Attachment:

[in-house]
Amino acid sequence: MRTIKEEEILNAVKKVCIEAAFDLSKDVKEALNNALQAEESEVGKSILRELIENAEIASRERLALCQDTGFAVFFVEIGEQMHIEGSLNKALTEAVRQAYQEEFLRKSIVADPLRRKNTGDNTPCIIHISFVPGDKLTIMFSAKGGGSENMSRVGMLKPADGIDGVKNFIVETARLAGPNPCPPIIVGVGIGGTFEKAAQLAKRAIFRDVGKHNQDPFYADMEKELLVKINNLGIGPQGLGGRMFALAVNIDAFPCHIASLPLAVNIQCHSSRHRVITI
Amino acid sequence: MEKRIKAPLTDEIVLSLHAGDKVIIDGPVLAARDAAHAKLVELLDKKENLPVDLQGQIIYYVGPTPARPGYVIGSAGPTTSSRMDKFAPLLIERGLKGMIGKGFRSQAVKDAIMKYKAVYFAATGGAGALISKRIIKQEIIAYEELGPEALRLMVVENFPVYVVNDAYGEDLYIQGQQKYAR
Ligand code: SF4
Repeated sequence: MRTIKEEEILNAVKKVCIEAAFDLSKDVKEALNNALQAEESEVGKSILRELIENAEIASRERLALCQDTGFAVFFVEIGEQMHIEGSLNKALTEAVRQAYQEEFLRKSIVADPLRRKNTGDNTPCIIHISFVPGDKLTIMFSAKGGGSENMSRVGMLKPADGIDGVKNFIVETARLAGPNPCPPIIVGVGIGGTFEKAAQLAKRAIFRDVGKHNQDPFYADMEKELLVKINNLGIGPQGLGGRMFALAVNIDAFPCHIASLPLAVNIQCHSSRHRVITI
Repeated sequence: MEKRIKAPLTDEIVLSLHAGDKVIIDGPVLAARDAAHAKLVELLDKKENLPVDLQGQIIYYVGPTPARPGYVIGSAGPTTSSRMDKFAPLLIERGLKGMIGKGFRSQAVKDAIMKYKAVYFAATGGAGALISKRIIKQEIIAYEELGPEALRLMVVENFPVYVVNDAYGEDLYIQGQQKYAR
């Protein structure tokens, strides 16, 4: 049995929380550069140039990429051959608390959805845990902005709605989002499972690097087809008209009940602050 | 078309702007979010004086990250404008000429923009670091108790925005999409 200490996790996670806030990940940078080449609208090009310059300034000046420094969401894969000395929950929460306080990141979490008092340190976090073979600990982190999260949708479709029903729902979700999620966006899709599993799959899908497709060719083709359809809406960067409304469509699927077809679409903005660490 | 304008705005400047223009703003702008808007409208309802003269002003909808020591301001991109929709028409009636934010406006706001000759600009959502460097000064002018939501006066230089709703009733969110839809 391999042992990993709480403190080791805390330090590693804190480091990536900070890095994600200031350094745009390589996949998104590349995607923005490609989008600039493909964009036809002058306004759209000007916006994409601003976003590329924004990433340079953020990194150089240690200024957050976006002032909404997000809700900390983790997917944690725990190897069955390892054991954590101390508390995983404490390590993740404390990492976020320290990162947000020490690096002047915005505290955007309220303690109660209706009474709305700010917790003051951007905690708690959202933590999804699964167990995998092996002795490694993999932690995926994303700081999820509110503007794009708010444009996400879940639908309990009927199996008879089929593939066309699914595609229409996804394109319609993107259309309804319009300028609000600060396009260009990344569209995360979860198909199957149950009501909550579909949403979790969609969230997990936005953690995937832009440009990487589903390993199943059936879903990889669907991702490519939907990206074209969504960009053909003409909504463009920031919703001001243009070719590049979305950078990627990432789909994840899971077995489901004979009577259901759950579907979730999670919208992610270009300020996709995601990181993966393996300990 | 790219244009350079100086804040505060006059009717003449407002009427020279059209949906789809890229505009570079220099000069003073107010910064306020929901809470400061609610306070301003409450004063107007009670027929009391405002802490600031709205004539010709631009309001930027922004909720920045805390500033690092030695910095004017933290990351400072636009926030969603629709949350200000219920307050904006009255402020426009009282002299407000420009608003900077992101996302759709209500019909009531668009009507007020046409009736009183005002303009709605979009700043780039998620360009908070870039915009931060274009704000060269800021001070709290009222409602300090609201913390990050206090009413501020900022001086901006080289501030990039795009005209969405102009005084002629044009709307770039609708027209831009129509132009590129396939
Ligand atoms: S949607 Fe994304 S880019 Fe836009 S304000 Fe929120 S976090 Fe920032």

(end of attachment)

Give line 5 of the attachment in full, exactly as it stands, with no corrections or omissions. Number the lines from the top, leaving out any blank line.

Repeated sequence: MRTIKEEEILNAVKKVCIEAAFDLSKDVKEALNNALQAEESEVGKSILRELIENAEIASRERLALCQDTGFAVFFVEIGEQMHIEGSLNKALTEAVRQAYQEEFLRKSIVADPLRRKNTGDNTPCIIHISFVPGDKLTIMFSAKGGGSENMSRVGMLKPADGIDGVKNFIVETARLAGPNPCPPIIVGVGIGGTFEKAAQLAKRAIFRDVGKHNQDPFYADMEKELLVKINNLGIGPQGLGGRMFALAVNIDAFPCHIASLPLAVNIQCHSSRHRVITI